A Brief History of Jewelry

The very beginning
110,000 – 73,000 B.C. – Decorative sea shell beads are found in the archeological digs in Morocco which were most likely used as amulets.


Introduction of gold jewelry
4400 B.C. – Ancient Thracian civilization produced the oldest known jewelry made from gold.


Copper & Gemstone Era
5000 – 30 B.C. – Copper is introduced as a material. Gold arrives in Egypt around 4000 BC. Many jewelry designs based on scarab beetles, scrolls, winged birds, tigers, jackals, etc were widely made artifacts of jewelry.


Religion brings widespread ceremonial jewelry adoption
1066 – 1485 – With the help of religion, Medieval jewelry prospered throughout Europe. Hair and clothing were popular choices for jewelry during religious ceremonies. Many of these pieces were adorned with gemstones such as rubies, sapphires, pearls, emeralds and diamonds.


Roaring Twenties & Art Deco
1920 – 1935 – The Roaring Twenties brought the rise of the Art Deco. This introduced jewelry filled with geometric shapes, vibrant colors, intricate designs, cubism, modernism and oriental art. It also popularized wristwatches.


Post World War II
1939 – The influence of World War II brought widespread embargoes on gemstones. Metal based designs soon become the popular choice of jewelry. Diamonds soon solidified its spot as the most popular gemstone with powerful marketing campaigns, “A diamond is forever”.


3D printing and the internet of everything
Now – 3D printing technology along with sites like http://www.shapeways.com (which is now offering gold as a material choice) are once again changing the way jewelry is manufactured and customized. In the future, these accessories will have sophisticated technology built into them allowing one to be connected anywhere in the world.


Top 5 prosumer 3D printers 2014

Here is a list of “prosumer” quality 3D printers out right now that I think are worth your attention, money and time. By prosumer, I am referring to high quality 3D printing machines made for those who already know how to use the technology such as engineers, architects, modelers, etc. Some are easier than others to set up and use, so take your own skill level into consideration when choosing. Those who are new to the technology are best served learning by building their own or starting out basic – such as the Replicator Mini or the Cubify Cube 3. The typical price range for prosumer 3D printers go from $2,000-$4,000.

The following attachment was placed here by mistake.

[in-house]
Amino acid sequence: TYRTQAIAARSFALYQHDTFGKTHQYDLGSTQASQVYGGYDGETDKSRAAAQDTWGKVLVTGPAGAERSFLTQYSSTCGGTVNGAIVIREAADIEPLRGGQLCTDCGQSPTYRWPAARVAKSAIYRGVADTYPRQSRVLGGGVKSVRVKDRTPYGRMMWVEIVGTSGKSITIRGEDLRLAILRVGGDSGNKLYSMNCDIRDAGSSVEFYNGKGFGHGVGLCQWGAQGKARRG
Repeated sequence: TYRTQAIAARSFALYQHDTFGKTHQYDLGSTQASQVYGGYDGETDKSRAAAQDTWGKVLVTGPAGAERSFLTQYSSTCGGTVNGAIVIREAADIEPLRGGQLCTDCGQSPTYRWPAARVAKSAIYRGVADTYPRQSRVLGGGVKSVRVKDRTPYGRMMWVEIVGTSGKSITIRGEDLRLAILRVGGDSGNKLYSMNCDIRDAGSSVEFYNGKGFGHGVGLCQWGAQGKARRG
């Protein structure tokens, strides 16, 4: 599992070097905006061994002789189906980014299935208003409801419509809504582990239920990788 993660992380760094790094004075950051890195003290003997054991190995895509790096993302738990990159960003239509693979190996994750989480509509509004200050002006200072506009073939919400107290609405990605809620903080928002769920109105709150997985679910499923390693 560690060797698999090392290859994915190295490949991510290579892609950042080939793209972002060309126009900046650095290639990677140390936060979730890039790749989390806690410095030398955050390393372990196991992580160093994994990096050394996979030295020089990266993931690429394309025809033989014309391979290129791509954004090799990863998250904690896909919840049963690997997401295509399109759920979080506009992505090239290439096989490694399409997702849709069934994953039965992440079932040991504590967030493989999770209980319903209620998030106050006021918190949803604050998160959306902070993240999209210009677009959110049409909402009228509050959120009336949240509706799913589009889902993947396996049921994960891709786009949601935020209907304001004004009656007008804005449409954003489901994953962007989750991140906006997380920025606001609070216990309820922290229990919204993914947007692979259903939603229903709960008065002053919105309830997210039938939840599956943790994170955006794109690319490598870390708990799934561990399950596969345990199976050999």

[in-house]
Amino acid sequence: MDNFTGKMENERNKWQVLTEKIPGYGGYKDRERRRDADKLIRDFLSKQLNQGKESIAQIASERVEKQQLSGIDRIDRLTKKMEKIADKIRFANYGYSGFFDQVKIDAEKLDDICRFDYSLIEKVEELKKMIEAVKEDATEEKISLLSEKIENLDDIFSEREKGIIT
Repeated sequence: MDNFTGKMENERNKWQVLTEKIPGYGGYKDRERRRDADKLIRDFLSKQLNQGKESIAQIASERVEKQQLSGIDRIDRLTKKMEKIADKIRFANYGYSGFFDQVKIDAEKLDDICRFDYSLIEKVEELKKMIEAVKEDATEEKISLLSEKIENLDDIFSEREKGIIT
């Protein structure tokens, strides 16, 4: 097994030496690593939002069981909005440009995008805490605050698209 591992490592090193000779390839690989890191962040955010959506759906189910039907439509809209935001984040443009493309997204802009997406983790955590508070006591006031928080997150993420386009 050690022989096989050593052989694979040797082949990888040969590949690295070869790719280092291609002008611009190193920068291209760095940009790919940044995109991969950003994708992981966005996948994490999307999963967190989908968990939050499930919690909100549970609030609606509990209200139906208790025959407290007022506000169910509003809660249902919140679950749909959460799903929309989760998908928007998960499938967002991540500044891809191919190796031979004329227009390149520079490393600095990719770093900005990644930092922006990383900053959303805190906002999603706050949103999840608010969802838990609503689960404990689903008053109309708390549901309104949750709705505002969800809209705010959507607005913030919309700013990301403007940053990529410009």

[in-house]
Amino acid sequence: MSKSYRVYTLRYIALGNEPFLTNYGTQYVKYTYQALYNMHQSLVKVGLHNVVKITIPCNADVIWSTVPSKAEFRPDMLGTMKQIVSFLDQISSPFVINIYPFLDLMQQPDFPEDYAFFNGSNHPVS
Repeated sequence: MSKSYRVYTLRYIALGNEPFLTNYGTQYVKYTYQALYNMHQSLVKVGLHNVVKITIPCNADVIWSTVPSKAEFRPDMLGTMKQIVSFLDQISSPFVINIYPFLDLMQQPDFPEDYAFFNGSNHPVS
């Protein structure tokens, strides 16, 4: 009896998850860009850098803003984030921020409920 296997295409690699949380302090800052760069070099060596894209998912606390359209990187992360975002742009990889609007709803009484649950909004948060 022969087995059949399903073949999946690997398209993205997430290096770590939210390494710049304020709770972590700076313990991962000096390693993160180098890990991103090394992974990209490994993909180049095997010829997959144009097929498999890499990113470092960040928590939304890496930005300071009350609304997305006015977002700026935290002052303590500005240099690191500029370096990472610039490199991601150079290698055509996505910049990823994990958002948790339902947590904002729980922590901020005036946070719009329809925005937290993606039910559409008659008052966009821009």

MakerBot Replicator (5th Generation)


  • Price: $2,899
  • Resolution: 100 microns
  • Software: MakerWare
  • Features: LCD display, smart extruder, camera, thingiverse


Ultimaker 2

Ultimaker 2

  • Price: $2,699
  • Resolution: 20 microns
  • Software: Cura
  • Features: large print/size ratio, speed: 30 – 300 mm/s, heated bed


Form 1


  • Price: $3,299
  • Resolution: 20 microns
  • Software: PreForm
  • Features: stereolithography technology, resin material, finishing kit




  • Price: $3,299
  • Resolution: 20 microns
  • Software: Cubify Invent
  • Features: 3 simultaneous colors + materials, controlled print environment, touchscreen display and wi-fi


Pegasus Touch 


  • Price: $3,499
  • Resolution: 5 microns
  • Features: laser precision – superior quality, touch screen with 3D app store, resin material


Any of these printers is a great purchase! Personally, I recommend the Ultimaker 2 for it’s combination of price, speed, quality, reliability and ease of use. It is a wonderful machine for all skill levels. And not to mention it is impeccably designed and aesthetically pleasing with it’s glowing white aura. Both the Form One and Pegasus Touch use SLA (Stereolithography) technology which many consider “true” 3D printing technology and is capable of very detailed prints however there is still a ways to go before it is far superior than the FDM (Fused Deposition Modeling) process.

Those new to 3D printing who are deciding between professional grade consumer printers (prosumer) should take into account support, size of community and ease of use. Here is how I would group the 3D printers:

  • Beginners: MakerBot Replicator, Ultimaker 2, CubePro
  • Advanced: Ultimaker 2, Form 1, Pegasus Touch

3D printing art is not just a possibility it is already a trend

When most people hear ‘3D printing’ they picture it in a manufacturing sense. You know… a factory-machine chugging out units of anything you can imagine. What people miss is the true game changing ability to create anything and everything. This lends great to makers and artists alike who have a ‘If I can dream it, I can make it’ mentality.

Since the early introduction of consumer-level 3D printers, those who were associated with the 3D graphics modeling industry had suddenly found a new play toy. 3D printers instantly turned 3D graphic modelers into artists. Customization became key. Artists who had difficulty making certain shapes or structures can now use 3D printing to bring that idea to life – no matter the size!

So, here are some amazing works of 3D printed art:

Modla x Damilola Odusote Nike Air Force 1 3D Printed Sculpture



Nike of Samothrace



Monochromatic Radiance



Memorial Bust of a Woman (self-portrait)

Sophie Kahn


Quixotic Divinity Headdress



Bust of a Youth



Thru Religion



3D Printed Arabic Ceiling



3D Printed Room



Noisy Boy from Real Steel

Screenshot 2014-03-19 16.01.40


How will 3D printing impact supply chain and manufacturing?

Many people don’t realize it but the impacts of 3D printing are potentially far reaching enough to be considered the ‘Next Industrial Revolution’! It’s impacts will mostly be felt on the supply chain and manufacturing segments of a business. Well how you ask?